You know how to use your website, you know what it should include, and you’ve likely devoted a good chunk of time to collecting and creating the materials you’ll need to build your site.
Author, your moment has finally come: It’s time to get building!
In this article, I break down your four best options for creating a website, with tips for how to make the best use of each. I’m sure it’s no surprise I highly recommend SiteArcade. But, like Santa in Miracle on 34th Street, I’m completely honest about the alternatives. There’s no one right way for everybody, and Christmas is a whole lot better if everyone gets what they want.
After reading this article, if you’re not sure which way to go, set up free accounts and play around with the platforms you find interesting. It can often save weeks of effort to “waste” a day or two on experiments.
WordPress is a content management system (CMS), which means there’s a separation between the content of your site, functionality offered by plugins, and the style that themes provide.
On the one hand, this structure makes WordPress a profoundly flexible platform for do-it-yourselfers. But on the other hand, the WordPress ecosystem is unstable. Different combinations of plugins, themes, and versions cause errors none of the coders involved could predict, leaving much of the debugging to the end-user… you.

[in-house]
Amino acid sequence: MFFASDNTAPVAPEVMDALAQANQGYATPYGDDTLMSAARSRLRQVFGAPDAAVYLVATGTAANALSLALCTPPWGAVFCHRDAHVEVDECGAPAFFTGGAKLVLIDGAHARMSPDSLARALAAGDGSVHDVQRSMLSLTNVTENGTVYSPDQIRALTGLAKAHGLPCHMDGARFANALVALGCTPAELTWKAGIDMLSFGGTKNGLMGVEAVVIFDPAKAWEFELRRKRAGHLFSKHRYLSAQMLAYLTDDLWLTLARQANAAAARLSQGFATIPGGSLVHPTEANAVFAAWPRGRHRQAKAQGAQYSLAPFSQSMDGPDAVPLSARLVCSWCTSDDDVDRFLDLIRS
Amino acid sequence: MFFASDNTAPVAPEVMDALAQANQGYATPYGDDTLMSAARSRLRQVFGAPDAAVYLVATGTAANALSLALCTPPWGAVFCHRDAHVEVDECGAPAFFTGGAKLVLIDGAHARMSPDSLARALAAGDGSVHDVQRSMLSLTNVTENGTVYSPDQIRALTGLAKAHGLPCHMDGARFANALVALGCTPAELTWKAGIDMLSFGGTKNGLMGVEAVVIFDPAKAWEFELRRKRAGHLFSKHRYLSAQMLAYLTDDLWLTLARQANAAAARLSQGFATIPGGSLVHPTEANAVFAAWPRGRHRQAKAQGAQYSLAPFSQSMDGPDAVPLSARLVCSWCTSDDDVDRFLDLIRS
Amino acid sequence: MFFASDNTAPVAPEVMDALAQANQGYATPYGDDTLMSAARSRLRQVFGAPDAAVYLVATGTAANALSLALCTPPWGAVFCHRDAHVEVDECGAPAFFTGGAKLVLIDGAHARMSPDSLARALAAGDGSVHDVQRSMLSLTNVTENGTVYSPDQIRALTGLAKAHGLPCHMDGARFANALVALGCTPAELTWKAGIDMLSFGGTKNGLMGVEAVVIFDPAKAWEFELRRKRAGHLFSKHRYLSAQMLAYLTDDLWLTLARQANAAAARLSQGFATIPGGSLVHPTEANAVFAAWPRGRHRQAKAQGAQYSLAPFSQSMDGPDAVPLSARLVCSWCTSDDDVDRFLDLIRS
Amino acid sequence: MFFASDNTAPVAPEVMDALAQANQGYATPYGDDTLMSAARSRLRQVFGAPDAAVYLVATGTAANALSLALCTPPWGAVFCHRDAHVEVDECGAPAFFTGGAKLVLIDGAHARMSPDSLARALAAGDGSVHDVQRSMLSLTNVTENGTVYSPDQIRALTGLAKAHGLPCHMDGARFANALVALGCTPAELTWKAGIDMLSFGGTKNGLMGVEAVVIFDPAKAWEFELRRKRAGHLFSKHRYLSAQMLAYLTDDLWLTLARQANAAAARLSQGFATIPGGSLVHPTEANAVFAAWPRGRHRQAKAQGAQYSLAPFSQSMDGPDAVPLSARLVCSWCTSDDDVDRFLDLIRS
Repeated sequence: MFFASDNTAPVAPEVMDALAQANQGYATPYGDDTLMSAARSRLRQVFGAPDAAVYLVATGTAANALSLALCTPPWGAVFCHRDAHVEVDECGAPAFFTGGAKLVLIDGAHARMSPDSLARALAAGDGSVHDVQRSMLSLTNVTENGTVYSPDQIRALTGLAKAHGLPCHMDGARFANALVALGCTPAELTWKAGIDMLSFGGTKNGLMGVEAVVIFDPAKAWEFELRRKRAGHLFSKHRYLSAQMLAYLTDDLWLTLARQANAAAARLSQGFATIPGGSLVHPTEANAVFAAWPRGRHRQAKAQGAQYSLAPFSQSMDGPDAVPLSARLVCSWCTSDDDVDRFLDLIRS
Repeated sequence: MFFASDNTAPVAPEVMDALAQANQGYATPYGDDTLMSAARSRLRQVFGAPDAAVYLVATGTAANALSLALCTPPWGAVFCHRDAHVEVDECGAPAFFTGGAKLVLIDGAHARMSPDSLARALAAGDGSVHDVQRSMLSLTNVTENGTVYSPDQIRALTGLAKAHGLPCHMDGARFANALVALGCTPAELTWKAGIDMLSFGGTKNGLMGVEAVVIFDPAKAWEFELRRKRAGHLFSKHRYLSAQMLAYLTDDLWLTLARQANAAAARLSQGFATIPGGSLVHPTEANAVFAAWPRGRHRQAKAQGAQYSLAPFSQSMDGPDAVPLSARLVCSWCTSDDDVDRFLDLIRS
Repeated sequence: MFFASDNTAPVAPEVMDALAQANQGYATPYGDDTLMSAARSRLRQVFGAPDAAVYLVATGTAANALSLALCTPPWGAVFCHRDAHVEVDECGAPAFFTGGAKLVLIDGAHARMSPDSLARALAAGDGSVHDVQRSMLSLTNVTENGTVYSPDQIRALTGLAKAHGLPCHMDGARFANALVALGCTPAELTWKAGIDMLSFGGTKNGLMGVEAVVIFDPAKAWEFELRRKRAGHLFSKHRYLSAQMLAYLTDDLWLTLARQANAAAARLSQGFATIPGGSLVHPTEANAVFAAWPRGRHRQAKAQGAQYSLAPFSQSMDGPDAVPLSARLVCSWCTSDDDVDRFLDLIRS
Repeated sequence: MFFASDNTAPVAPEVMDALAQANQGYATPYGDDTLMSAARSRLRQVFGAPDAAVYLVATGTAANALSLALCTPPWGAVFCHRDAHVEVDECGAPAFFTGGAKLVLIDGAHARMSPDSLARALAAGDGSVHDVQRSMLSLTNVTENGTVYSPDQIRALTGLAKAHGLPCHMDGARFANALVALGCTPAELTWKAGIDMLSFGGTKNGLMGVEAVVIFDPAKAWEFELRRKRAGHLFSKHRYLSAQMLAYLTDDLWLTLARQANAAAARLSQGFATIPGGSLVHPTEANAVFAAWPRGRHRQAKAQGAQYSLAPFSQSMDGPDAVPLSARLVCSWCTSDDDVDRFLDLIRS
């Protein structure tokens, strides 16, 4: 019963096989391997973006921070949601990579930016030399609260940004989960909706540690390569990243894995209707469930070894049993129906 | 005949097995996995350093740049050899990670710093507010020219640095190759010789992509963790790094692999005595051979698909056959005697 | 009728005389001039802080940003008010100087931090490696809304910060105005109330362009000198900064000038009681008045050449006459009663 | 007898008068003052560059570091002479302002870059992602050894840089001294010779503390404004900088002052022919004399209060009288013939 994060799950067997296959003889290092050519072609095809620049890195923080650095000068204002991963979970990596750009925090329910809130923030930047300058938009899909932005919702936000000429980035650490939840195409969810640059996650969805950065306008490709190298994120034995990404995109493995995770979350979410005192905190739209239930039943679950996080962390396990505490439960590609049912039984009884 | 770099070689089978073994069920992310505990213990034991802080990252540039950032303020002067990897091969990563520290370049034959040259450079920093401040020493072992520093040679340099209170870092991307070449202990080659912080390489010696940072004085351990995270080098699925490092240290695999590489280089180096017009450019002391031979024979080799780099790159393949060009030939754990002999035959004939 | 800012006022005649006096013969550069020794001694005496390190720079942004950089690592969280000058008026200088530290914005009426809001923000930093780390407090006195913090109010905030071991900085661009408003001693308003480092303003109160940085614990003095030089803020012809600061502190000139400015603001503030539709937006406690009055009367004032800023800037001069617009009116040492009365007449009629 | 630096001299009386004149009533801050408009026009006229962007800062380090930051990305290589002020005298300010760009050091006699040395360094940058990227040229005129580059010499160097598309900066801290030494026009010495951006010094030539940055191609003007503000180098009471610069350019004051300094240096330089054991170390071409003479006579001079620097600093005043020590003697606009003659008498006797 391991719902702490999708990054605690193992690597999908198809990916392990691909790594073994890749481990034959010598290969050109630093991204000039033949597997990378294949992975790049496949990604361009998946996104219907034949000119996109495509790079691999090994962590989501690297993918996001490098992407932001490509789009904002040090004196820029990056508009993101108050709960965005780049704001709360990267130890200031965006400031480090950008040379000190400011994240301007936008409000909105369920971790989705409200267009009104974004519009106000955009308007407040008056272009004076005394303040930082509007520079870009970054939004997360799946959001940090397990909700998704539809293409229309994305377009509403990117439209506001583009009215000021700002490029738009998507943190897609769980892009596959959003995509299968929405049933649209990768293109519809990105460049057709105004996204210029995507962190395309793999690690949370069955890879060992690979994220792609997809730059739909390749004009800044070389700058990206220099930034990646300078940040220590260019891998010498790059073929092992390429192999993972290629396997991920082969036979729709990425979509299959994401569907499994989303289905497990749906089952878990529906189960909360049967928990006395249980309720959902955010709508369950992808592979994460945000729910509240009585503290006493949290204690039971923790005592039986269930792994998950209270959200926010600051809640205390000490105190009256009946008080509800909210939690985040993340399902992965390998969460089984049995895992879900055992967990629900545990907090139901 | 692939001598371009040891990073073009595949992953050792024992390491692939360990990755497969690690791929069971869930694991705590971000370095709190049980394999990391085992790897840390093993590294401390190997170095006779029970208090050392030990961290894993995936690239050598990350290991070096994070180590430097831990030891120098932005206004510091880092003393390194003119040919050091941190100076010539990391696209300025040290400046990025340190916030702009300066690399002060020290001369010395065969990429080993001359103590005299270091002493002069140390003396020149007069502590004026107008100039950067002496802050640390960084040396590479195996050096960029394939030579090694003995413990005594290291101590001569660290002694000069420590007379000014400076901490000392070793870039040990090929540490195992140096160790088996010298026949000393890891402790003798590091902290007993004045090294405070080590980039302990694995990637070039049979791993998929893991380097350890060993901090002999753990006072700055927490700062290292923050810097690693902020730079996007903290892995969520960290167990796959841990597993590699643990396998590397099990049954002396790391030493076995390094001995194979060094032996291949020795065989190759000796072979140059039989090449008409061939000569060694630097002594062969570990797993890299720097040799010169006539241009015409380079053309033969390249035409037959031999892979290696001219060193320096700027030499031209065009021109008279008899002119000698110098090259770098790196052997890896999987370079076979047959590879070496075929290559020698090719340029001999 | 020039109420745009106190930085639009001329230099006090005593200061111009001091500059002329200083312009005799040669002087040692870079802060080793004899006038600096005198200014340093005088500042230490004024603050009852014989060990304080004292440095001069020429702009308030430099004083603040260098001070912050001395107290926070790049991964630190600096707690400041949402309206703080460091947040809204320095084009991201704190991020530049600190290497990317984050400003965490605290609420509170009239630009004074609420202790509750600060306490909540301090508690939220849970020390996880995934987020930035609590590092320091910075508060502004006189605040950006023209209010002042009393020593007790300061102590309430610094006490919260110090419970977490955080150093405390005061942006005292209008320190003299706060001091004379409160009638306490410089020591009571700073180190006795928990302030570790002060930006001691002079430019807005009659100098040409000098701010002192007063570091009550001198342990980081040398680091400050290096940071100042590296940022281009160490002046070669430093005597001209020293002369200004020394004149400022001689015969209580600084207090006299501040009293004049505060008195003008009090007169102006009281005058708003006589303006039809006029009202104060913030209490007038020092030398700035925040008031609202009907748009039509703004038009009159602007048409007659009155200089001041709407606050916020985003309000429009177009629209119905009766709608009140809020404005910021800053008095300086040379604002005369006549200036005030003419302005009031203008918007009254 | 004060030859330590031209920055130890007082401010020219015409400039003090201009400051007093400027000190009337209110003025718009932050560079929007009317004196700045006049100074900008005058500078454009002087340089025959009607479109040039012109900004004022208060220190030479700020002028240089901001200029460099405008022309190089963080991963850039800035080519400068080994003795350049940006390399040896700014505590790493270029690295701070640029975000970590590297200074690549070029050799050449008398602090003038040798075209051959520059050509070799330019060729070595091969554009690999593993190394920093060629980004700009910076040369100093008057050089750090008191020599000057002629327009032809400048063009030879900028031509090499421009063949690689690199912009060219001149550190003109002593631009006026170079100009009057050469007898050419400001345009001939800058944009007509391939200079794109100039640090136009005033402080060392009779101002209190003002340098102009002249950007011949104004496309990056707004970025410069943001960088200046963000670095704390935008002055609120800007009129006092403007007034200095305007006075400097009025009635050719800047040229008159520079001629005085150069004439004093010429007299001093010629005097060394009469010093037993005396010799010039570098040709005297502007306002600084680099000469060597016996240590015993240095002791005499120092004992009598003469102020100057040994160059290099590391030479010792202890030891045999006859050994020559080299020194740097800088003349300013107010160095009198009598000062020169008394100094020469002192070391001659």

Expect to pay $15/
- If you want full control over every aspect of your site, and you don’t mind the committing time, energy, and heartache to the task.
- If you want to keep costs low, and you’re okay with using the free (and more buggy) plugins in the WordPress ecosystem.
- Use Namecheap for both domain registration and hosting. They’re a good company, and we don’t get kickbacks for saying so.
- To avoid as many bugs as possible, buy a premium theme from ThemeForest. It’s no guarantee, but it’s more reliable than free themes by a long shot.
- Use as few plugins as you can to build your site. Since each plugin can interact negatively with every other, the chance for bugs increases exponentially.
- Disable automatic updates for WordPress, plugins, and your theme. Every update is an opportunity for dramatic site failure. Only allow updates when you’re ready to do a major site overhaul.
Wix is a page builder, which means it allows you to build your site one page at a time with reusable components. Your typical workflow will involve adding a block to a particular page, changing the content, tweaking the styles, then adding another block.